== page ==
Globalization, tribalism force marketers to think globally and act locally
SEVILLE -The most dangerous moment in a bullfight comes when the matador lines up his prey for the kill. To please crowd, he must jump between the bull's horns, and plunge his sword between its shoulder blades, in the hope of piercing its heart.
If the bull turns his head in the middle of the matador's leap, his horn will end up in a very unfortunate part of the bullfighter's anatomy. So when the time comes, the 10,000 strong crowd at Seville's Plaza de Toros comes to an absolute silence - that is, except for odd cellphone going off.
Although no matador has yet been gored due to a bull turning his head to look in the direction of a ringing cellphone, the presence of this modern technology, at a spectacle whose roots date back to the Roman Empire illustrates a key dilemma facing global marketers.
Despite forces pulling international economies closer together and making us more alike, there remain strong regional influences compelling marketers to take account of local tastes. As the old Greenpeace slogan says, they must "think globally and act locally."
By selling globally, companies can expand markets and get better returns to scale on their product lines. That's why when businessmen travel, they are always looking for the big idea that has taken off in one part of the world but not elsewhere. The problem is that often, it is local circumstances that explain why a product's popularity has not spread.
Bullfighting is a perfect example. In Spain the spectacle continues to grow, with the last decade seeing the construction of several bullrings, and the emergence of new star matadors such as José Tomas and Julian "El Juli" Lopez.
But entrepreneurs looking to make a quick buck by importing and marketing bullfighting products - such as videos, posters and accessories -- into Canada, had better be careful. Bullfighting has deep roots in Spanish and Latin culture. But people in many other countries abhor the practice.
Spain is filled with fabulous business opportunities, but foreigners trying to take advantage of them can lose a ton of money if they are not careful. For example, it would appear at first glance that Spain would be a great place to sell paint. Because from Gibraltar all the way to Madrid, it seems every building is white.
But paint manufacturers - thinking about exporting --who imagine they can teach the Spanish a thing or two about decoration should take heed. Those buildings are white for a reason. During the summer months temperatures in southern Spain can rise to as high as 40 degrees Celsius, and the white paint attenuates the effect of the sun's rays and helps keep the buildings cool.
Another feature in Spanish architecture that look's good until you get a little closer, is the absence of pointed roofs. In their place, many houses, particularly in the Andalusian capital of Seville, have flat rooftop decks, many of them with swimming pools.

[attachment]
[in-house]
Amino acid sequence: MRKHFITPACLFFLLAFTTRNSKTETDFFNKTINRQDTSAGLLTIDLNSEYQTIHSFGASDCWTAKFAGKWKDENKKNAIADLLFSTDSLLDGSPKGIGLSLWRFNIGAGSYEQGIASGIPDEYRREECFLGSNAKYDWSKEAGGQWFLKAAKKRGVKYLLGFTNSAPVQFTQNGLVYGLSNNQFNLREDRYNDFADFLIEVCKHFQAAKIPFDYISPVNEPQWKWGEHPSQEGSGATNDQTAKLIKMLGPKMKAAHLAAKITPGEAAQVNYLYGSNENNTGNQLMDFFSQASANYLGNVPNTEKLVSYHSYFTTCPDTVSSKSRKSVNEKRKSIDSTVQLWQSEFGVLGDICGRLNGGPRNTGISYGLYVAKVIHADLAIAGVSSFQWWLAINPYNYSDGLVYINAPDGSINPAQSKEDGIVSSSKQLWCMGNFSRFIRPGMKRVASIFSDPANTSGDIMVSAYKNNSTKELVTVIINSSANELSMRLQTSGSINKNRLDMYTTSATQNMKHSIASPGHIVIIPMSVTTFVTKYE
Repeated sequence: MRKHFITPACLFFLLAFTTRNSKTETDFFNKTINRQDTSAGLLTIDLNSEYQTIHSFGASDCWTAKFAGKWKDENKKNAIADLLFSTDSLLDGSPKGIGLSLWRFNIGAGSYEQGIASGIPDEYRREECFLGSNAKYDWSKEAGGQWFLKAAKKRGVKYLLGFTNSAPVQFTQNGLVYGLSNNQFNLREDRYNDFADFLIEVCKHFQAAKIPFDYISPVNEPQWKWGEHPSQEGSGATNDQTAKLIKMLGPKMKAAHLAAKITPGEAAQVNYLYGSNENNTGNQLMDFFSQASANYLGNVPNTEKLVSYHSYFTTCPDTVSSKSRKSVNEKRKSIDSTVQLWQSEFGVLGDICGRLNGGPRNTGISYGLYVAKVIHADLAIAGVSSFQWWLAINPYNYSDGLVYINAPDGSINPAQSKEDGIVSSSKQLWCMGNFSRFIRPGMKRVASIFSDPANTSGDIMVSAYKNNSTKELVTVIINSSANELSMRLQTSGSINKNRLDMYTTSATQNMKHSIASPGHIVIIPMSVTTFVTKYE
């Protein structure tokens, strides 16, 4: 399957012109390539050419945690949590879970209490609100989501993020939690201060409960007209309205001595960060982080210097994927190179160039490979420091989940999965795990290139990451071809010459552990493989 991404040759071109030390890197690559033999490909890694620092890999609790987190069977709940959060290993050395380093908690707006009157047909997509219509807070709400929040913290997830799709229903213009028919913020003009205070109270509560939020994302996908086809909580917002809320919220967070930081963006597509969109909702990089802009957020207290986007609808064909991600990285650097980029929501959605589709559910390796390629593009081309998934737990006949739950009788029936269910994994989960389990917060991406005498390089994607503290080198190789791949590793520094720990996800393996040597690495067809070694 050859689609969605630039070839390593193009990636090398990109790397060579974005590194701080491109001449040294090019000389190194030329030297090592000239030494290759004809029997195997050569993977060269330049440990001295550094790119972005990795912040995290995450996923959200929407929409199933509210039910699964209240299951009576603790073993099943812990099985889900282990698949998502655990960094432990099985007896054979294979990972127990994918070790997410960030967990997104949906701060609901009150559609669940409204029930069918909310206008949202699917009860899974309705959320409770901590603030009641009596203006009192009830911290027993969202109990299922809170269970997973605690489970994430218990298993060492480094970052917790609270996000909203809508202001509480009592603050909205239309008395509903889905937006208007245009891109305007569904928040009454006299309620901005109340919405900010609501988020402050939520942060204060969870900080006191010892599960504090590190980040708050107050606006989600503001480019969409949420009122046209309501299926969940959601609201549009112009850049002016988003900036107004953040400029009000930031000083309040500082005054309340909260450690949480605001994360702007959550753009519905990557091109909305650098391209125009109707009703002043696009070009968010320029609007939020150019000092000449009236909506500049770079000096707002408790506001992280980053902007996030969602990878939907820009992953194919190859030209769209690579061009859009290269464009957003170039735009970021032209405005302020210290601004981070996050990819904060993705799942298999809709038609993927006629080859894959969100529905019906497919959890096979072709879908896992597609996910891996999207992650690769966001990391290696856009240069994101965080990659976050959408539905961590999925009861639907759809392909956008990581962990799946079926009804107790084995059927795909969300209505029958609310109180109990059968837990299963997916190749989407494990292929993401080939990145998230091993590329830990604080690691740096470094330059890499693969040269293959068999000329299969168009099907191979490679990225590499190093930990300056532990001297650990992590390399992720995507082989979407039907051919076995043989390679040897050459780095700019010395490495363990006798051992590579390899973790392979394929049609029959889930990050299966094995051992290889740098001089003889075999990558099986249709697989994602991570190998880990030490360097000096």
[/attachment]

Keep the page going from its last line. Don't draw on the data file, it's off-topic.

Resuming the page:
These decks function as an extra room to people's houses. But contractors looking to replicate the phenomenon in Canada will get a big surprise since the snow that accumulates here during the winter makes flat roofs far less feasible economically.
Another noticeable Sevillian feature is the swarms of taxis and motor scooters patrolling its streets. But does that mean that North American companies should get into the taxi and motor scooter business? Not necessarily.
Seville's street maps look like a plate of spaghetti chopped into little pieces. The town structure evolved thousands of years ago when cars did not exist. So streets are laid out in a haphazard fashion. They are narrow, with no space to pass or park, are poorly labeled, and the same street often has several different names and can change directions without warning.
The upshot is that it is almost impossible to drive a s car in Seville and since few people do so, the taxi business has exploded. According to one driver, the city has one of the highest concentrations of taxis per capita in the world.
But while it's impossible to drive a car in Seville, thousands of motor scooters - often driven by youngsters -- patrol the streets. Their small size means they can zigzag in an out of traffic with ease, and they can be parked anywhere. And since there are few straight-aways in Seville, their slow speed is not a liability to Sevillians.
On the other hand, these scooters would be nearly as popular in Quebec. For one, they would not be fast enough to ride on our highways, they could not be used half the year due to snow and ice, and since our parking and roads are pretty good, who needs em?
The bottom line is that many products can be exported across borders, but companies had better so their research before they try. Because although a product may be sell well in one market, in another it may as popular as a cellphone in a bullring.
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|© 1998 Peter Diekmeyer Communications Inc.|